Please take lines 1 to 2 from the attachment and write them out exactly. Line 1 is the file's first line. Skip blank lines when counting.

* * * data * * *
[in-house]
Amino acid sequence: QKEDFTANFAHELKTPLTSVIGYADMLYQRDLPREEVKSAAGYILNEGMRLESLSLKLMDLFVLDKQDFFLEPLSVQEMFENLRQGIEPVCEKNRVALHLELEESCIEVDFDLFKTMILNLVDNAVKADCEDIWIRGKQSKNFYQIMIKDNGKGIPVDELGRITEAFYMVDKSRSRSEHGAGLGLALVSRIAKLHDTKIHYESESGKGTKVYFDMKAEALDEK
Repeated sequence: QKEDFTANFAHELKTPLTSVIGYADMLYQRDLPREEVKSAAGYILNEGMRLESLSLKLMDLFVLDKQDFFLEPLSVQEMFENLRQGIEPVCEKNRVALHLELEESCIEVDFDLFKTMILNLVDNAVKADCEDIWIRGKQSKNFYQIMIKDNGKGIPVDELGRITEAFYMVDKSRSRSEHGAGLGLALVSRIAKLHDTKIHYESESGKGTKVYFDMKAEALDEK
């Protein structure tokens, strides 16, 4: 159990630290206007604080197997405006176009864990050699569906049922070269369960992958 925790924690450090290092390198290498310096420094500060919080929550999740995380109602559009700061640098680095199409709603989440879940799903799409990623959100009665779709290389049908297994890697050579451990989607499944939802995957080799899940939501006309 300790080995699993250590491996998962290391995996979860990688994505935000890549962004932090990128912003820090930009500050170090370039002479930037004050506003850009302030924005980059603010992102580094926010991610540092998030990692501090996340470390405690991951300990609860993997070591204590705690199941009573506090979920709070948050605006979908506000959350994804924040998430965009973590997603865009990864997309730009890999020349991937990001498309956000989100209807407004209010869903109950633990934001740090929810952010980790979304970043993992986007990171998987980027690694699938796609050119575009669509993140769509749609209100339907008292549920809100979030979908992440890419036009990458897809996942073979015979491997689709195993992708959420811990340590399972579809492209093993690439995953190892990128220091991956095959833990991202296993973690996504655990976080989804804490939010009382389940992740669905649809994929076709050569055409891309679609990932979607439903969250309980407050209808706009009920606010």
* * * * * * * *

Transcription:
[in-house]
Amino acid sequence: QKEDFTANFAHELKTPLTSVIGYADMLYQRDLPREEVKSAAGYILNEGMRLESLSLKLMDLFVLDKQDFFLEPLSVQEMFENLRQGIEPVCEKNRVALHLELEESCIEVDFDLFKTMILNLVDNAVKADCEDIWIRGKQSKNFYQIMIKDNGKGIPVDELGRITEAFYMVDKSRSRSEHGAGLGLALVSRIAKLHDTKIHYESESGKGTKVYFDMKAEALDEK